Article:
82 Years Before Edward Snowden, There Was Herbert O. Yardley

By Conor Friedersdorf
Herbert Yardley with Rosalind Russell, who starred in Rendezvous, a 1935 film adaptation of his novel The Blonde Countess. (NSA)

On the National Security Agency's site, there is a timeline dedicated to the most significant events in cryptologic history. Among its many entries: November 4, 1952, the day the NSA itself was created; December 7, 1941, when the Japanese attacked Pearl Harbor; and the earliest event that is commemorated, the U.S. State Department's decision to hire a 23-year-old Indiana native, Herbert O. Yardley, on November 16, 1912, just prior to the outbreak of World War I.

An ambitious young man with a background as a railroad telegraph operator, Yardley quickly showed a talent for breaking codes. After proving himself able to decipher an ostensibly secret message to President Woodrow Wilson, he decided to spend his career improving the security of U.S. government communications. Soon after, he began breaking the codes of other governments in anticipation of war. He would ultimately spy on the communications of foreigners and U.S. citizens in peacetime, and head a secret surveillance agency headquartered in a New York City brownstone. 

But Yardley wasn't just the progenitor of the trade practiced at the NSA today. He was also the surveillance state's first betrayer, as loathed by insiders in his day as Edward Snowden is in ours. His 1931 book The American Black Chamber spilled secrets on a scale that a pre-Snowden-leak NSA described as follows:

In today's terms, it would be as if an NSA employee had publicly revealed the complete communications intelligence operations of the Agency for the past 12 years–all its techniques and major successes, its organizational structure and budget–and had, for good measure, included actual intercepts, decrypts, and translations of communications not only of our adversaries but of our allies as well.

The same historical analysis declares that Herbert Yardley is "by all odds the most colorful, controversial, enigmatic figure in the history of American cryptology."

He worked as a cryptanalyst for three countries, was commended by the U.S. government for his cryptanalytic achievements, then saw the same government summarily abolish his organization and, with it, his job. For later publicly revealing his success in cryptanalysis and secret writing, he was generally acclaimed by the press but reviled by the cryptologic community.

He wrote melodramatic spy novels and radio programs, and traveled the country speaking on cryptology and espionage. He hobnobbed with movie stars, famous authors, a future presidential candidate, and a future prime minister and winner of the Nobel Prize. He played championship golf; he played winning poker all his life and wrote a best-selling book on the subject. Motivated, probably, by bitterness and a need for money, he apparently sold cryptanalytic secrets to a foreign power, with results that, together with his other exposes, affected the course of U.S. cryptology for the next decade.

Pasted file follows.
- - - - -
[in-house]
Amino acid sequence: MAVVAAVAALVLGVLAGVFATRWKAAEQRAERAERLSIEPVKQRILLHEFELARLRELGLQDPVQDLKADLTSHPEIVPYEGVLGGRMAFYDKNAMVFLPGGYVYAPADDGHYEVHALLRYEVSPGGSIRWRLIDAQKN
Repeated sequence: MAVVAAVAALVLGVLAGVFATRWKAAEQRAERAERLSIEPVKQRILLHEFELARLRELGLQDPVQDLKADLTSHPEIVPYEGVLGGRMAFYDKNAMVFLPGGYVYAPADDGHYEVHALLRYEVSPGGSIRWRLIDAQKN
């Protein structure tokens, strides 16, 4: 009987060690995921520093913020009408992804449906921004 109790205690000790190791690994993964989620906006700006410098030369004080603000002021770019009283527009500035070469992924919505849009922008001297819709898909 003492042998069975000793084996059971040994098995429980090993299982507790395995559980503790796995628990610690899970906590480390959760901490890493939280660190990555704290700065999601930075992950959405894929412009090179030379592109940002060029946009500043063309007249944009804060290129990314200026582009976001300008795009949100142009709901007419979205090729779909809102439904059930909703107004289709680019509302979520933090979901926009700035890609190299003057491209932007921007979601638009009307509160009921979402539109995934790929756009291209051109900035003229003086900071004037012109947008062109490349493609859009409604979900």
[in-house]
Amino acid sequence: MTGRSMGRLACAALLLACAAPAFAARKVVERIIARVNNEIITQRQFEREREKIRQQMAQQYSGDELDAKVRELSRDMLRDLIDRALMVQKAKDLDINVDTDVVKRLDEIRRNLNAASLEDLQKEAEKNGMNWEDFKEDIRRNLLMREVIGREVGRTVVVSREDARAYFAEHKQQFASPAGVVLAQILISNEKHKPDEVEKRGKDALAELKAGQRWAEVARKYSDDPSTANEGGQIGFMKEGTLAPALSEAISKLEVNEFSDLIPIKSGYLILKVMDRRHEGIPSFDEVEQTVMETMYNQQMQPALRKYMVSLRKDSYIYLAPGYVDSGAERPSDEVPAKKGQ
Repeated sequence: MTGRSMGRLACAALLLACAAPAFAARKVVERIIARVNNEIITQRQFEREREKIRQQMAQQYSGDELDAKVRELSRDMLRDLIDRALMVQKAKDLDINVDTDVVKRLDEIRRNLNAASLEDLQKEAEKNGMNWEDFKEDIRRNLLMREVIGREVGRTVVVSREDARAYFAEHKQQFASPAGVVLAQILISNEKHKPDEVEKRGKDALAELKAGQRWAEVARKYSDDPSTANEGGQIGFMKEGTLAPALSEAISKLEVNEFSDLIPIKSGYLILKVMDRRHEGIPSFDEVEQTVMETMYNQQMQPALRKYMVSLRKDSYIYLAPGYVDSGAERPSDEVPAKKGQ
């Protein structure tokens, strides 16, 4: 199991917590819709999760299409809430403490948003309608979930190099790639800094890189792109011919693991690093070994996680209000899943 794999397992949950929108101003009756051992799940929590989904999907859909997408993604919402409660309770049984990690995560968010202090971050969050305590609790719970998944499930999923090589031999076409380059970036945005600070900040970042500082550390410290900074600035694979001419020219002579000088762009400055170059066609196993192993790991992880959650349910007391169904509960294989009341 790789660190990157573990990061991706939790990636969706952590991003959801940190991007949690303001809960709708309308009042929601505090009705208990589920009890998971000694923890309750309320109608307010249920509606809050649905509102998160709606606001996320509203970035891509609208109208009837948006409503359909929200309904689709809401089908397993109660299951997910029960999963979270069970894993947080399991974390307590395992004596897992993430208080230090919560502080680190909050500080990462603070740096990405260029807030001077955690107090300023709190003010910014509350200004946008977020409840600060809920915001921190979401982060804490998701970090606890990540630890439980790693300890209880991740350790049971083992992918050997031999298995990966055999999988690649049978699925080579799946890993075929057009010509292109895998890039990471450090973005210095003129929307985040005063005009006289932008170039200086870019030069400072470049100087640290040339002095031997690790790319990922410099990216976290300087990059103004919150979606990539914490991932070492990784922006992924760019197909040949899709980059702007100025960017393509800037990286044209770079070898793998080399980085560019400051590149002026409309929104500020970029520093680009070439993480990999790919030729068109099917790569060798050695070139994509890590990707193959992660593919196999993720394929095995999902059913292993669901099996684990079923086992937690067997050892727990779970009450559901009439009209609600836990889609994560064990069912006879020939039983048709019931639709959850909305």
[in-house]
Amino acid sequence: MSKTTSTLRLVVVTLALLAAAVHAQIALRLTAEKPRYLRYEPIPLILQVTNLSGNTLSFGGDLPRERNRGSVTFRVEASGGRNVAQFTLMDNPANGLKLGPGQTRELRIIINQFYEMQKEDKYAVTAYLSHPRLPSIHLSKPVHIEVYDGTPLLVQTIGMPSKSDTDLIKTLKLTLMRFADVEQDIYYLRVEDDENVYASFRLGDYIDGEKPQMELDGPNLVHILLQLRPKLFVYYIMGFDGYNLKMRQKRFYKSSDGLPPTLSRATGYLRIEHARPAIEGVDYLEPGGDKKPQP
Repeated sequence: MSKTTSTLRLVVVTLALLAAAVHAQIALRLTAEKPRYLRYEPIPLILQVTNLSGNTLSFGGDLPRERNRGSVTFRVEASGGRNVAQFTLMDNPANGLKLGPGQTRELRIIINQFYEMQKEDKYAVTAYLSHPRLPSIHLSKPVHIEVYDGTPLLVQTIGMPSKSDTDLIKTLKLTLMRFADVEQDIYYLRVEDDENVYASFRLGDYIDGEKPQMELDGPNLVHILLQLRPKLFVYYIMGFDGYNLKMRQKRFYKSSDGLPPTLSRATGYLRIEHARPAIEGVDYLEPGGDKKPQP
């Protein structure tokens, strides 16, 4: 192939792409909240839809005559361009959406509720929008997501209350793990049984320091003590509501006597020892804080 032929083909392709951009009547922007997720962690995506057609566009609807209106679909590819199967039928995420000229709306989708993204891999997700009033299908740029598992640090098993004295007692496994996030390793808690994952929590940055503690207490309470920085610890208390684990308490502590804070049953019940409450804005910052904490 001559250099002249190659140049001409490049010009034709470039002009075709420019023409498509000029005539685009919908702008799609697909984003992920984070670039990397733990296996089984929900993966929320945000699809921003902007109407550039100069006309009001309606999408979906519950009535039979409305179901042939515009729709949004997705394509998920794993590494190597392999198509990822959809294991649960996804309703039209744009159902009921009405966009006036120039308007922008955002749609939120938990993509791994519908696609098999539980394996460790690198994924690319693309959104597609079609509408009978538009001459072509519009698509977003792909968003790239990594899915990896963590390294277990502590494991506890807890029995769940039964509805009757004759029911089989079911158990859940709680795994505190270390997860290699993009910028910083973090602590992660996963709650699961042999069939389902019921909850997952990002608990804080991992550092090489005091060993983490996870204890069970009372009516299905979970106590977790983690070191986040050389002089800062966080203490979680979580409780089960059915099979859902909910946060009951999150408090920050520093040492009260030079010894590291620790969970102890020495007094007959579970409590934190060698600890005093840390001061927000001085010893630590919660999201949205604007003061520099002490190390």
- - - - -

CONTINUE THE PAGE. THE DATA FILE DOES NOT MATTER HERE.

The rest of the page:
What's more, he published his book and lent his expertise to foreign governments partly because he lost his job just before the 1929 stock-market crash and needed money and work. Put another way, if you survey the evidence-free accusations that surveillance-state apologists lob at Edward Snowden, you'll find that the father of American cryptology actually did perpetrate those very transgressions. 

Little wonder that James Bamford, the leading journalistic chronicler of NSA history, spends the second chapter of The Puzzle Palace looking back at Yardley's life. (The first chapter of that book is summarized in part one of this series.) Yardley's triumphs and serve as proof that cryptology can be of tremendous strategic value. For example, after cracking the code Japan used in cables to its embassy, Yardley was able to intercept a message about ongoing treaty negotiations with the U.S. that would determine the ratio of naval assets that Japan, Britain, and the U.S. would maintain. Thanks to spying, American negotiators knew that Japan would ultimately agree to their initial position. 

But the peacetime surveillance operation that Yardley built also contained cautionary tales and surveillance abuses that have been repeated in very recent history.

The end of WWI presented an institutional threat to Yardley's surveillance agency: The end of cable censorship made it harder to get material to read, and the Radio Communication Act of 1912 applied again. "No person engaged in or having knowledge of the operation of any station or stations should divulge or publish the contents of any messages transmitted or received by such station," the federal law stated, "except to the person or persons to whom the same may be directed ..." Bamford explains the context and ensuing events: